Presentation by Felix Klock

Transcribed by Ryan Culpepper

Their language is based on a polymorphic lambda-calculus with explicit type annotations. Their type annotations had the form x : REF INT ! PURE (x is a reference cell holding an int, and evaluating the expression has no effect on memory) and (get x) : INT ! READ (fetching the value involves a read effect) and F : (SUBR (INT) OBS INT) ! PURE (F is a subroutine from int to int which can allocate or read memory, but the reference to F is pure) and (F 4) : INT ! OBS (applying F brings out its latent effect, OBS).

m : (poly (a b) (subr ((subr (a) _ b) [listof b]) _ [listof b]))What goes in _? We want to be able to use map on subroutines arguments with different latent effects. Need abstraction...

the old language: e::= ... | (tlambda (t) e) | (proj e t) ;; where proj projects a polymorphic value onto a type

the new language e::= ... | (plambda (x :: K) e) | (proj e t)

In the new language, plambda creates a value polymorphic in the thing named by x. K is the kind of x (type, effect, ...).

map = (plambda (t1::type t2::type f::effect)

(lambda (p::(subr (t1) f t2) l:[listof t1])

(if ((proj null? t1) l)

(proj null t2)

<lots of proj's in here>)))

They also bring back regions.

effects phi ::= (alloc rho) | (read rho) | (write rho) | pure | (maxeff phi1 phi2)

regions rho ::= x | @red | ...

map : (poly (t)They introduced notion of effect masking. Private region (private r e) if effects aren't visible from outside (Matthias says: like prompt). These could be inferred.

(subr ((subr (t1) f t2) [listof t1,r])

(maxeff f (read r) (alloc r))

[listof t2,r])

The algebra of effects is ACUI (associative, commutative, unitary, idempotent).

examples of unification on effects: Felix asks class to solve

- U[ int --(pure)--> a, b --(pure)--> int] yields {a = int, b = int}
- U[(maxeff Read Write), (maxeff a b)] yields... Peter says there are two substitutions {a = R, b = W} and {a = W, b = R}... some discussion follows.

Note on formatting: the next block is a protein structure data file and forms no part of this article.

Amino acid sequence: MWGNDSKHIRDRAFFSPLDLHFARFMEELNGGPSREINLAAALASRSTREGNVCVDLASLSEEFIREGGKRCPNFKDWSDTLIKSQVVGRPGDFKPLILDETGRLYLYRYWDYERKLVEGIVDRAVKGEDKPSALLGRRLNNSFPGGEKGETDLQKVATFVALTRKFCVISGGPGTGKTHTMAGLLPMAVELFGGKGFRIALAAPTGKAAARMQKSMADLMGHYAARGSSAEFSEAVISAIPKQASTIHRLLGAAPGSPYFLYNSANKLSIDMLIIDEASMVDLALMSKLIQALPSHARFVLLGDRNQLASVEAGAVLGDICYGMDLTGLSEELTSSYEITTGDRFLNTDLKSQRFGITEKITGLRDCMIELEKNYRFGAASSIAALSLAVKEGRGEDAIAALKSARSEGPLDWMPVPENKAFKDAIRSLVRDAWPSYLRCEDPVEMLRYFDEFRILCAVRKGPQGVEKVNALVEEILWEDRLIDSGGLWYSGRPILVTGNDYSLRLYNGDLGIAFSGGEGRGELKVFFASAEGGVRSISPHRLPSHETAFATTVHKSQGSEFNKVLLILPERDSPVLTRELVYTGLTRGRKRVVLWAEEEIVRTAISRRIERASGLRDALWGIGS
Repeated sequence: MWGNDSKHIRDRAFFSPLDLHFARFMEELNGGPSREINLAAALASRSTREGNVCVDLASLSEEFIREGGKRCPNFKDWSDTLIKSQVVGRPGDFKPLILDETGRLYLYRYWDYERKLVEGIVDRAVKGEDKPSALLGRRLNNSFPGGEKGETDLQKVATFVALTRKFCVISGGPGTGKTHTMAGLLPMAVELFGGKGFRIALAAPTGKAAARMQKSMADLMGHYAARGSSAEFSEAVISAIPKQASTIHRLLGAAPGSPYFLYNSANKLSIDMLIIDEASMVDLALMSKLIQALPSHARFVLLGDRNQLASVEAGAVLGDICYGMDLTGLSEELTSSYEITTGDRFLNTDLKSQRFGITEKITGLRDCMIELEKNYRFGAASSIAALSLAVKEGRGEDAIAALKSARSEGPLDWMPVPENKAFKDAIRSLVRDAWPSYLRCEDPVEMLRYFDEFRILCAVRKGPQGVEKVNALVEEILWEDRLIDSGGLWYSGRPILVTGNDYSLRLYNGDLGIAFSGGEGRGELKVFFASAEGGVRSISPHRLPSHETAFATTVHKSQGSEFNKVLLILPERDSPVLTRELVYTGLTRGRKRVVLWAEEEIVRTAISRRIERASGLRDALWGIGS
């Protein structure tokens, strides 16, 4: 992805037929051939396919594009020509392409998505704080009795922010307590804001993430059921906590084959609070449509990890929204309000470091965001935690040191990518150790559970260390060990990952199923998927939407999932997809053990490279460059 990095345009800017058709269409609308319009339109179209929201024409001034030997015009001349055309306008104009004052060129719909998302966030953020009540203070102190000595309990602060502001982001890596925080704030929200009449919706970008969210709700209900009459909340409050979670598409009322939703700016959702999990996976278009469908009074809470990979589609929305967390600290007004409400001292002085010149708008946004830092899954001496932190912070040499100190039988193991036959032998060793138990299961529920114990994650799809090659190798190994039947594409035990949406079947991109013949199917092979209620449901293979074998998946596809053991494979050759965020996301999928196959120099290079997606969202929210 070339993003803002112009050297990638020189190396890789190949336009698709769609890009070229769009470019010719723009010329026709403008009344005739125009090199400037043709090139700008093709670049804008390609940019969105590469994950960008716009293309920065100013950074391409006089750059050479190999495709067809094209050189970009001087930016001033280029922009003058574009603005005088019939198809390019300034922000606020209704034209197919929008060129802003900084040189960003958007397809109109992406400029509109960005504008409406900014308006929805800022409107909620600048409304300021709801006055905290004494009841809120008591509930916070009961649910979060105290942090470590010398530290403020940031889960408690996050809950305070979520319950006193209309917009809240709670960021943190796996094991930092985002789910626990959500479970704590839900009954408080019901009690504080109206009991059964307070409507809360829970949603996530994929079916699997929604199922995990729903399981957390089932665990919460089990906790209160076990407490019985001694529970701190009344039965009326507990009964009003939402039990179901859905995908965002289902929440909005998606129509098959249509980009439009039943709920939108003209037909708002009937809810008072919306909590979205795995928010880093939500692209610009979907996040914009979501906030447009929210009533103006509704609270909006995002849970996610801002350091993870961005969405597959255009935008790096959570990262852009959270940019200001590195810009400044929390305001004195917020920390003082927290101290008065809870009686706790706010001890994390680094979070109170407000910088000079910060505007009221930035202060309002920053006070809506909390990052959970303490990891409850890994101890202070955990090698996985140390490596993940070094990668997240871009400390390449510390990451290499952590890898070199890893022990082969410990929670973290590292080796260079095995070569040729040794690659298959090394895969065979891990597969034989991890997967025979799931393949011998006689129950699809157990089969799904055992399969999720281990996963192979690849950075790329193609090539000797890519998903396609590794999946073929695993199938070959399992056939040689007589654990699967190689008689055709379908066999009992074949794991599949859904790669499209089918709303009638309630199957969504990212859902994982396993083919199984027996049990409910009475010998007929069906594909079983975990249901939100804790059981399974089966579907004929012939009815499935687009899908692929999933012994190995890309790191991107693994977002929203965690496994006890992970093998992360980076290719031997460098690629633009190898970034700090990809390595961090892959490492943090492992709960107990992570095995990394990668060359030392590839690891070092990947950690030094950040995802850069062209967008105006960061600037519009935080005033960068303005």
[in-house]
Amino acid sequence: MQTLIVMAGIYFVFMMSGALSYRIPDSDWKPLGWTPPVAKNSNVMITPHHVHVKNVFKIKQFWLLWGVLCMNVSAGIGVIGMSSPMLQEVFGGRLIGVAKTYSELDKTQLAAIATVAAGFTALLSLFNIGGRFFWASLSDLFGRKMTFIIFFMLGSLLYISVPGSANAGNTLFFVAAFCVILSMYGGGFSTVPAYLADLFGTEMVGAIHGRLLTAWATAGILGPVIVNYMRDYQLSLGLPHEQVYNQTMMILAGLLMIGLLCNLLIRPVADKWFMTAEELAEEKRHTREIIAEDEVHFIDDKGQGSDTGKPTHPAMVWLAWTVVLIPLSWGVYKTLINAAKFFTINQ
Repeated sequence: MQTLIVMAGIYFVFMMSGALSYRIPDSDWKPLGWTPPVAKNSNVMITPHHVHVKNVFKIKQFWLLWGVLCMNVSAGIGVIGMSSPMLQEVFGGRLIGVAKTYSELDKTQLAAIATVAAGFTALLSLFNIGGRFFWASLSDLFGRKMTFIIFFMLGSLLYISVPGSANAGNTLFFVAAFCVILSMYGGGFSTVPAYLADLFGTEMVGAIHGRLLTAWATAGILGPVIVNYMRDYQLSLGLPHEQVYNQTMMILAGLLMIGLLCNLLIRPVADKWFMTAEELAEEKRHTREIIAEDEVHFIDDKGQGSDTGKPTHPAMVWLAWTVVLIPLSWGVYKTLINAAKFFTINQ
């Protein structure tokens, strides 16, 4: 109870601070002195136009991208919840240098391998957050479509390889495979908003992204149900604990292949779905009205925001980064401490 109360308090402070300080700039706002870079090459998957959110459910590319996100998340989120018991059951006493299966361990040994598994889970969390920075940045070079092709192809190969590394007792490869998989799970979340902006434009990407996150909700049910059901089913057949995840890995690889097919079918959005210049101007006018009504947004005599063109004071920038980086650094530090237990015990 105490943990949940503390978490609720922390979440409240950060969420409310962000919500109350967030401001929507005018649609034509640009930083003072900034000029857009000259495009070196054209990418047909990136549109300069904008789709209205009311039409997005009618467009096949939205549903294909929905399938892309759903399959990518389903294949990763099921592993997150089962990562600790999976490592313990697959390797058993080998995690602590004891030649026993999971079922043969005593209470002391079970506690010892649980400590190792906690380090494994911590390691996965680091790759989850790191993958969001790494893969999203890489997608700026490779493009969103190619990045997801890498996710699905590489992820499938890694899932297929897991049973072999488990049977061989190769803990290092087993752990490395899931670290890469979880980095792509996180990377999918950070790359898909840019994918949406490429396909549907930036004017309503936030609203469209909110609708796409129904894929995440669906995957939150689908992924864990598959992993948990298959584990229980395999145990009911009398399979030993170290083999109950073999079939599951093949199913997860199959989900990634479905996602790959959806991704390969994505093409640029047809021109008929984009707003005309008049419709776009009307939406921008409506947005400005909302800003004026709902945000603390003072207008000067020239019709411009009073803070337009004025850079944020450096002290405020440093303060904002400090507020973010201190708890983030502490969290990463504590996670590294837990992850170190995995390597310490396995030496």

- U[Read, (maxeff a b)] yields... gosh. Standard unification (Robinson) fails. Need ACUI-unification.

They also take out regions, but leave in plambda.

Peter asks: Is there an idea of principle type in this system? No. There are subroutines for which the most general type+effect cannot be expressed--Felix shows an example.

exp = (lambda (f)There is no principle type for f. It could have effect either pure or write. More discussion.

(lambda (g::(subr (bool) Write bool))

(if #t

g

(lambda (x) (begin (f x) (g x))))))

ACUI unification is in general NP-complete. However, the system devised here generates constraints of a certain form that can be solved in polynomial time, and always has a solution.

Users can no longer specify effects. All inferred. And now they base their system on inequivalences instead of equivalences, so they get constraints like {mu contains phi, ...} where mu is a simple unification variable, and phi can be structured. These constraints always have a solution, and in particular, they have a minimal solution that they can find.

(let ((v (build-vector 10 add1)System infers: v : [vectorof int,gamma], the whole expression has type [vectorof int,gamma2]. Since gamma does not appear in result expr, can stack-allocate v.

(f (lambda (x) (* a (+ b x))))

(vector-map f v))

Problems:

They use nondeterministic translation rules. It is perfectly legal to do everything in one region.

Quote: something like ".. Novice programmers often report that on their machines, memory is constant, not a variable." Do users have to figure out how to write programs to the memory manager? What are they trying to say?

{Matthias answers second point: Tofte influenced by Reynolds. Reynolds had been promoting call-by-name as giving stack allocation. Tofte wanted to answer, the same can be done for call-by-value.}